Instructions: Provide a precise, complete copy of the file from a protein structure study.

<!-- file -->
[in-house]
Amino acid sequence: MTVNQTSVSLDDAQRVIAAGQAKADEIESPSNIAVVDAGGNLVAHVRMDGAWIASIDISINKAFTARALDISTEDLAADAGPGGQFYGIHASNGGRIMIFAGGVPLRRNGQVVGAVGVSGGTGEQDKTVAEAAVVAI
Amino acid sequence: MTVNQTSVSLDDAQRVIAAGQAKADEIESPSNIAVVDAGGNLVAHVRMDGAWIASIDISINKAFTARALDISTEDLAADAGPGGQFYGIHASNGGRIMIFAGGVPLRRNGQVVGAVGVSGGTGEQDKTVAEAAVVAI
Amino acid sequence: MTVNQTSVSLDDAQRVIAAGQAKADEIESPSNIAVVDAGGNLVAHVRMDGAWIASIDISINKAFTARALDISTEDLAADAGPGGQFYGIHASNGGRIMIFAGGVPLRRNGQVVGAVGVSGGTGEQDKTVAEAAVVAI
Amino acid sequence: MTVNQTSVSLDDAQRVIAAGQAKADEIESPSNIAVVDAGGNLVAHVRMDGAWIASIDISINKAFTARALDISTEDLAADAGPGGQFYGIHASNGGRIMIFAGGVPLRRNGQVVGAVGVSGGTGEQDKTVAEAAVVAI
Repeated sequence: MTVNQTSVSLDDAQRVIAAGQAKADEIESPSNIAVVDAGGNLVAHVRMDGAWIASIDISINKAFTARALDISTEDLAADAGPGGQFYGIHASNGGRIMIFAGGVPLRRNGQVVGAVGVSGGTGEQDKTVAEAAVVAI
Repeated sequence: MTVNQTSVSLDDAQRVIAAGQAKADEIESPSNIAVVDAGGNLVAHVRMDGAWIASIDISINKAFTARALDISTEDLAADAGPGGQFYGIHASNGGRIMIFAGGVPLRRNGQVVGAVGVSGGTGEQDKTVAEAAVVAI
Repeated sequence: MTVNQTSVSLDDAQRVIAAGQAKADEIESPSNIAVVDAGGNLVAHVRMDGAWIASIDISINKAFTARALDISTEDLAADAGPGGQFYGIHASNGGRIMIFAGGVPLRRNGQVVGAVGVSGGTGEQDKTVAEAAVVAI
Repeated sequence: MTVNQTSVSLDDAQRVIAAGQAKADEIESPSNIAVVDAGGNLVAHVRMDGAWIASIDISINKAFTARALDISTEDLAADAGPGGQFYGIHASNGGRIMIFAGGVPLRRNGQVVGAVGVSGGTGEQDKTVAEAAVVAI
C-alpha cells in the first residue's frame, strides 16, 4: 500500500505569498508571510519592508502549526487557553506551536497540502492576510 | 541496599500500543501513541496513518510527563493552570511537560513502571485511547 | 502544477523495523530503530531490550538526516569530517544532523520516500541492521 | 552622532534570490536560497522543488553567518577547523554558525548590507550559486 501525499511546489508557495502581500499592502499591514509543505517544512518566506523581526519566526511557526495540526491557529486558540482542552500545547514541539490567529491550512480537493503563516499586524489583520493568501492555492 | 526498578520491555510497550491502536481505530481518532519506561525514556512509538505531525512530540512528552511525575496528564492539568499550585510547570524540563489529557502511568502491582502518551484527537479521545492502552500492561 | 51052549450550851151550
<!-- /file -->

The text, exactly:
[in-house]
Amino acid sequence: MTVNQTSVSLDDAQRVIAAGQAKADEIESPSNIAVVDAGGNLVAHVRMDGAWIASIDISINKAFTARALDISTEDLAADAGPGGQFYGIHASNGGRIMIFAGGVPLRRNGQVVGAVGVSGGTGEQDKTVAEAAVVAI
Amino acid sequence: MTVNQTSVSLDDAQRVIAAGQAKADEIESPSNIAVVDAGGNLVAHVRMDGAWIASIDISINKAFTARALDISTEDLAADAGPGGQFYGIHASNGGRIMIFAGGVPLRRNGQVVGAVGVSGGTGEQDKTVAEAAVVAI
Amino acid sequence: MTVNQTSVSLDDAQRVIAAGQAKADEIESPSNIAVVDAGGNLVAHVRMDGAWIASIDISINKAFTARALDISTEDLAADAGPGGQFYGIHASNGGRIMIFAGGVPLRRNGQVVGAVGVSGGTGEQDKTVAEAAVVAI
Amino acid sequence: MTVNQTSVSLDDAQRVIAAGQAKADEIESPSNIAVVDAGGNLVAHVRMDGAWIASIDISINKAFTARALDISTEDLAADAGPGGQFYGIHASNGGRIMIFAGGVPLRRNGQVVGAVGVSGGTGEQDKTVAEAAVVAI
Repeated sequence: MTVNQTSVSLDDAQRVIAAGQAKADEIESPSNIAVVDAGGNLVAHVRMDGAWIASIDISINKAFTARALDISTEDLAADAGPGGQFYGIHASNGGRIMIFAGGVPLRRNGQVVGAVGVSGGTGEQDKTVAEAAVVAI
Repeated sequence: MTVNQTSVSLDDAQRVIAAGQAKADEIESPSNIAVVDAGGNLVAHVRMDGAWIASIDISINKAFTARALDISTEDLAADAGPGGQFYGIHASNGGRIMIFAGGVPLRRNGQVVGAVGVSGGTGEQDKTVAEAAVVAI
Repeated sequence: MTVNQTSVSLDDAQRVIAAGQAKADEIESPSNIAVVDAGGNLVAHVRMDGAWIASIDISINKAFTARALDISTEDLAADAGPGGQFYGIHASNGGRIMIFAGGVPLRRNGQVVGAVGVSGGTGEQDKTVAEAAVVAI
Repeated sequence: MTVNQTSVSLDDAQRVIAAGQAKADEIESPSNIAVVDAGGNLVAHVRMDGAWIASIDISINKAFTARALDISTEDLAADAGPGGQFYGIHASNGGRIMIFAGGVPLRRNGQVVGAVGVSGGTGEQDKTVAEAAVVAI
C-alpha cells in the first residue's frame, strides 16, 4: 500500500505569498508571510519592508502549526487557553506551536497540502492576510 | 541496599500500543501513541496513518510527563493552570511537560513502571485511547 | 502544477523495523530503530531490550538526516569530517544532523520516500541492521 | 552622532534570490536560497522543488553567518577547523554558525548590507550559486 501525499511546489508557495502581500499592502499591514509543505517544512518566506523581526519566526511557526495540526491557529486558540482542552500545547514541539490567529491550512480537493503563516499586524489583520493568501492555492 | 526498578520491555510497550491502536481505530481518532519506561525514556512509538505531525512530540512528552511525575496528564492539568499550585510547570524540563489529557502511568502491582502518551484527537479521545492502552500492561 | 51052549450550851151550